Suicide Awareness Month // You’re Not Alone

September is a significant month at Yulista as we unite as a community to shine a light on Suicide Awareness Month. At Yulista, the well-being of our employees takes center stage, and our unwavering commitment lies in nurturing a workplace where every member feels not only safe and supported but also encouraged to seek help when it’s needed most.

One of the most powerful ways to make a difference is by promoting suicide prevention and mental health support. This is especially important for us to consider, as 1 in 3 of our employees are veterans who may face unique challenges related to mental health. Considering this, we want to share some valuable resources and information with you.


Recognizing the Signs:

It’s crucial to recognize the signs of someone who may be struggling with their mental health or contemplating suicide. Some common signs include:

    1. Isolation: Withdrawal from social interactions and activities.
    2. Changes in Behavior: Sudden and significant changes in mood, behavior, or appearance.
    3. Expressing Hopelessness: Verbalizing feelings of hopelessness, helplessness, or being a burden.
    4. Increased Substance Use: Escalating use of alcohol or drugs as a way of coping.
    5. Giving Away Possessions: Making arrangements for the future by giving away belongings.


    How You Can Help: 

    If you suspect that a colleague or friend is going through a tough time, here are some steps you can take:

      1. Reach Out: Express your concern and willingness to listen without judgment.
      2. Encourage Professional Help: Suggest that they speak with a mental health professional or counselor.
      3. Stay Connected: Keep in touch regularly, letting them know you care and are there to support them.
      4. Alert HR or a Manager: If you’re genuinely concerned about someone’s well-being, don’t hesitate to inform HR or a supervisor.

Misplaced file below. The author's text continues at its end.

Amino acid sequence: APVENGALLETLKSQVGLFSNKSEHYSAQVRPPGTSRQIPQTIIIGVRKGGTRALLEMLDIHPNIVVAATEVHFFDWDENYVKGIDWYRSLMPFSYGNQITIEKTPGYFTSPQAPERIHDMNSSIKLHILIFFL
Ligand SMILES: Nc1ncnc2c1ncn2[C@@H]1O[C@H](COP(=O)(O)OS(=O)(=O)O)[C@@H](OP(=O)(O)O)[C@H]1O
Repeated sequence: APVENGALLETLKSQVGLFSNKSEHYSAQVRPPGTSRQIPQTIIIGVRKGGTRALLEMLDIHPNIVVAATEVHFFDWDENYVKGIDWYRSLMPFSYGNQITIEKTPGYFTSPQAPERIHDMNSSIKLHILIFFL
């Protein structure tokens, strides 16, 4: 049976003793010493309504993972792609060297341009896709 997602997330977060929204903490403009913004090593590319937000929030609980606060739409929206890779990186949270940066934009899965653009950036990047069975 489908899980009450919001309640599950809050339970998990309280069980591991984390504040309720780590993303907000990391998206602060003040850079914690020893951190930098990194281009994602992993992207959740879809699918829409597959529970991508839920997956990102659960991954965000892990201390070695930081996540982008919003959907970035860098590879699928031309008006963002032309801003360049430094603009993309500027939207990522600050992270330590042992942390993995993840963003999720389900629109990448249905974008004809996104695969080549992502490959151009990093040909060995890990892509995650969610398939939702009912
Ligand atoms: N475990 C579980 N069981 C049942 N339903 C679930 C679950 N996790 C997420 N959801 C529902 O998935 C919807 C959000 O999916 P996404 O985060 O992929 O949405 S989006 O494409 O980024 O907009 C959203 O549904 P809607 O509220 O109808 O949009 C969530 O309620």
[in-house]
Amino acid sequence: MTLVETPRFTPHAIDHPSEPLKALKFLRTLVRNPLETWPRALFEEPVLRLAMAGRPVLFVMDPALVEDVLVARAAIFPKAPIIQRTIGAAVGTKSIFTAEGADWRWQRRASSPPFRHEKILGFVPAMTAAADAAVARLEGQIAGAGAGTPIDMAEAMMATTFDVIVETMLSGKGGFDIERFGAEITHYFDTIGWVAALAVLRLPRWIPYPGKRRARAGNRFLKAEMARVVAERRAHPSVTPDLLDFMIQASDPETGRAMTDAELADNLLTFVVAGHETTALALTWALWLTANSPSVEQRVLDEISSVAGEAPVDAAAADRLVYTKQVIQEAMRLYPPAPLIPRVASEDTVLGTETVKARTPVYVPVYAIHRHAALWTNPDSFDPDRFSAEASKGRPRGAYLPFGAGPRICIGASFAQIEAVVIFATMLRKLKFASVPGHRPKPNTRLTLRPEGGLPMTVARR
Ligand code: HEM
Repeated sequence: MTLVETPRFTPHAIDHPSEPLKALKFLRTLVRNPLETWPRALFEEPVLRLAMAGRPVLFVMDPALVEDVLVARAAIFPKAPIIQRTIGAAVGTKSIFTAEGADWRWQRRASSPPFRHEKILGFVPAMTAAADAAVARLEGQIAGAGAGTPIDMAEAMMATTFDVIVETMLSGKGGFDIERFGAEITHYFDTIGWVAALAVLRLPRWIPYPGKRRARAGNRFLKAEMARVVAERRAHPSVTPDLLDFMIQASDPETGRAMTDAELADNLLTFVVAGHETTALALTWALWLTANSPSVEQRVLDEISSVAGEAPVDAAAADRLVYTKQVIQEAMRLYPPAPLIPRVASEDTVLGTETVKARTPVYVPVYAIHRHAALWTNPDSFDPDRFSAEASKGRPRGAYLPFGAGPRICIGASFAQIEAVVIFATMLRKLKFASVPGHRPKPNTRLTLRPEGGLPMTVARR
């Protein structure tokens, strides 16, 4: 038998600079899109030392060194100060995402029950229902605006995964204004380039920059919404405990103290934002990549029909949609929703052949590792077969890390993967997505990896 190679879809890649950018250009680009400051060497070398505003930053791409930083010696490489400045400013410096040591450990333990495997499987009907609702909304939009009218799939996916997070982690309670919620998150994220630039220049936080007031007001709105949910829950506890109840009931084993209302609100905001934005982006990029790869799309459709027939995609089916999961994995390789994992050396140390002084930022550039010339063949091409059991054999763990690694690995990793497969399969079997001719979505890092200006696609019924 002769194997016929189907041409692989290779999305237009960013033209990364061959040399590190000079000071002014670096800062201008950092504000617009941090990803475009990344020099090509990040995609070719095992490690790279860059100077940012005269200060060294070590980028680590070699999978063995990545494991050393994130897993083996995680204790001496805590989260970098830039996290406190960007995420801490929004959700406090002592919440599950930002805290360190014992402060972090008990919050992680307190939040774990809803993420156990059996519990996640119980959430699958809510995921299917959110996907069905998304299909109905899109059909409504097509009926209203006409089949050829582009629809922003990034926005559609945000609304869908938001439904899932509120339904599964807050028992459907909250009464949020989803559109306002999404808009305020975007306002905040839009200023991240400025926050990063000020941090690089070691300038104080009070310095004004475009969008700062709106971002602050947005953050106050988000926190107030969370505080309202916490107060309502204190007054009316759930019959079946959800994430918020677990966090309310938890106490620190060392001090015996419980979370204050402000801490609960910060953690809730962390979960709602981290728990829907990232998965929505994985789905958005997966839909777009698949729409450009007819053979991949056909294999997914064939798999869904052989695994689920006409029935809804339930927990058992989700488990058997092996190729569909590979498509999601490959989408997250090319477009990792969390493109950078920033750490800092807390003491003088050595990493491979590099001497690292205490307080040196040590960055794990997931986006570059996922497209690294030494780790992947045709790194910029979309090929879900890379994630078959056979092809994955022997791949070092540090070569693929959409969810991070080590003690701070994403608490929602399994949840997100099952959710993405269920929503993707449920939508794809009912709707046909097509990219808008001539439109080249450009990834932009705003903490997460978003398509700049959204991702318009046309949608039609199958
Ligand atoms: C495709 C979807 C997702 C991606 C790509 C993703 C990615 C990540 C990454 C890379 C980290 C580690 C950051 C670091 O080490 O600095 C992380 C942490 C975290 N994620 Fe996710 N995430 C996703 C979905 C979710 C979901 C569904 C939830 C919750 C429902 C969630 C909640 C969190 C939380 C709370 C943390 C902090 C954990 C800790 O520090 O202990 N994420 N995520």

5. Resources Available: We have resources in place to assist all our employees, who may be dealing with mental health challenges:


          • Employee Assistance Program (EAP) offered by UNUM: EAPs are workplace-based programs that offer confidential counseling and support services to employees and their family members. UNUM’s EAP provides a wide range of services, including counseling, legal and financial advice, and work-life resources. It can be helpful to employees who are experiencing personal or work-related problems and need support to manage stress, improve their mental health, or deal with other issues. Talk to someone at 1-800-854-1446.


            • Behavioral Health Systems (BHS) offered by Blue Cross Blue Shield (BCBS): BHS is a program offered by BCBS that provides counseling and other mental health services to BCBS members. BCBS members can receive up to three counseling visits at no charge with the BHS plan. BHS can be helpful to those who are experiencing mental health challenges, such as anxiety or depression, and need support from a mental health professional. BHS is available by calling 800-245-1150 or by visiting


              • The Wounded Warrior Project is a non-profit organization that provides free programs and services to Veterans and their families. Its programs are designed to help Veterans overcome physical and mental health challenges, such as post-traumatic stress disorder (PTSD), traumatic brain injury (TBI), and other combat-related injuries. Some of the services offered by the Wounded Warrior Project include mental health counseling, peer support, and rehabilitation.


                • Suicide Prevention Resource Center (SPRC) provides information, training, and resources to help organizations and individuals prevent suicide. The SPRC offers free online training programs, webinars, and publications on suicide prevention, intervention, and postvention.


                  • American Foundation for Suicide Prevention (AFSP) is a non-profit organization dedicated to understanding and preventing suicide through research, education, and advocacy. The AFSP provides resources and support to individuals who have lost a loved one to suicide, as well as to individuals who are struggling with suicidal thoughts or have attempted suicide. The AFSP also conducts research to improve our understanding of suicide and develops programs to prevent suicide.


                National Crisis lines available 24/7

                  • National Suicide Prevention Lifeline: call or text 9-8-8
                  • National Alliance on Mental Illness (NAMI): call 1-800-950-6264 or text 741-741
                  • Military/Veterans Crisis Line: call 1-800-273-8255 and press 1 or text 838-255
                  • Trevor Lifeline for people who identify as LGBTQ: call 1-866-488-7386


                  To further support our efforts in suicide prevention, we have attached a newsletter from Behavioral Health Systems (BHS), which provides guidance and resources on this sensitive, but important topic. Please take a moment to review it, as it contains valuable information that can make a difference.

                  By looking out for one another and promoting mental health awareness, we can significantly impact the lives of our team.

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